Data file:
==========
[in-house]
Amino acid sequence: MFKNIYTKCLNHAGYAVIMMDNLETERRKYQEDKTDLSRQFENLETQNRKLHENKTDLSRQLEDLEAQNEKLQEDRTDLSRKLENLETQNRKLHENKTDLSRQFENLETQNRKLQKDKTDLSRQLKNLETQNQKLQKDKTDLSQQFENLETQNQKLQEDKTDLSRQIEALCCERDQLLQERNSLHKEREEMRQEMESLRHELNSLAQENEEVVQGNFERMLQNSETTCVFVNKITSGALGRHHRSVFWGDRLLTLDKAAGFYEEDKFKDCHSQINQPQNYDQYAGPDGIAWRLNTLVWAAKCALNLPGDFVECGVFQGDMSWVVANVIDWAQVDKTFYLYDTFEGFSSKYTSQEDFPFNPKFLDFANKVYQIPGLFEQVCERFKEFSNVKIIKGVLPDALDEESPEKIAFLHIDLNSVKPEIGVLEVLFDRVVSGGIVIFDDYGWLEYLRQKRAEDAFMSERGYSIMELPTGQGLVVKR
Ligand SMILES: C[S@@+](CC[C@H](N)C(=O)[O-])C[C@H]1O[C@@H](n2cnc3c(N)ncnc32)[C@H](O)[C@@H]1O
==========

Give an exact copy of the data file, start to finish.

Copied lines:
[in-house]
Amino acid sequence: MFKNIYTKCLNHAGYAVIMMDNLETERRKYQEDKTDLSRQFENLETQNRKLHENKTDLSRQLEDLEAQNEKLQEDRTDLSRKLENLETQNRKLHENKTDLSRQFENLETQNRKLQKDKTDLSRQLKNLETQNQKLQKDKTDLSQQFENLETQNQKLQEDKTDLSRQIEALCCERDQLLQERNSLHKEREEMRQEMESLRHELNSLAQENEEVVQGNFERMLQNSETTCVFVNKITSGALGRHHRSVFWGDRLLTLDKAAGFYEEDKFKDCHSQINQPQNYDQYAGPDGIAWRLNTLVWAAKCALNLPGDFVECGVFQGDMSWVVANVIDWAQVDKTFYLYDTFEGFSSKYTSQEDFPFNPKFLDFANKVYQIPGLFEQVCERFKEFSNVKIIKGVLPDALDEESPEKIAFLHIDLNSVKPEIGVLEVLFDRVVSGGIVIFDDYGWLEYLRQKRAEDAFMSERGYSIMELPTGQGLVVKR
Ligand SMILES: C[S@@+](CC[C@H](N)C(=O)[O-])C[C@H]1O[C@@H](n2cnc3c(N)ncnc32)[C@H](O)[C@@H]1O